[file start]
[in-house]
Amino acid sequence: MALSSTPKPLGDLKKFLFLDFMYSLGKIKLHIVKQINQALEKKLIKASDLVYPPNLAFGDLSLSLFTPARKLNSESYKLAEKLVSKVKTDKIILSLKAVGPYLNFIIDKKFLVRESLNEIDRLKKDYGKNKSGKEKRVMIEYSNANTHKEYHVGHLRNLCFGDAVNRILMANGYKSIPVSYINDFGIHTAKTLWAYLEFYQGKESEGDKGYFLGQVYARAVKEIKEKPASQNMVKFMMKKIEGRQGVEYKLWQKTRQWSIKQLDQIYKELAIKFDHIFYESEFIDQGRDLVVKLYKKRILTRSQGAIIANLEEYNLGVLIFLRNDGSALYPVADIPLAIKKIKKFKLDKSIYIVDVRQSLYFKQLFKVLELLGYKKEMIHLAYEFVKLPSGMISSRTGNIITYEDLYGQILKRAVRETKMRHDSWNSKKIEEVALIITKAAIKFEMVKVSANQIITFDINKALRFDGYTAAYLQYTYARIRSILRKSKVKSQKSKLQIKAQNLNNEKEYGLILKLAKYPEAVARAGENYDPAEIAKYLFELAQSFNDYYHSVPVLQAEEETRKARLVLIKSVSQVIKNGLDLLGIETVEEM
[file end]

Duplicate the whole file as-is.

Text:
[in-house]
Amino acid sequence: MALSSTPKPLGDLKKFLFLDFMYSLGKIKLHIVKQINQALEKKLIKASDLVYPPNLAFGDLSLSLFTPARKLNSESYKLAEKLVSKVKTDKIILSLKAVGPYLNFIIDKKFLVRESLNEIDRLKKDYGKNKSGKEKRVMIEYSNANTHKEYHVGHLRNLCFGDAVNRILMANGYKSIPVSYINDFGIHTAKTLWAYLEFYQGKESEGDKGYFLGQVYARAVKEIKEKPASQNMVKFMMKKIEGRQGVEYKLWQKTRQWSIKQLDQIYKELAIKFDHIFYESEFIDQGRDLVVKLYKKRILTRSQGAIIANLEEYNLGVLIFLRNDGSALYPVADIPLAIKKIKKFKLDKSIYIVDVRQSLYFKQLFKVLELLGYKKEMIHLAYEFVKLPSGMISSRTGNIITYEDLYGQILKRAVRETKMRHDSWNSKKIEEVALIITKAAIKFEMVKVSANQIITFDINKALRFDGYTAAYLQYTYARIRSILRKSKVKSQKSKLQIKAQNLNNEKEYGLILKLAKYPEAVARAGENYDPAEIAKYLFELAQSFNDYYHSVPVLQAEEETRKARLVLIKSVSQVIKNGLDLLGIETVEEM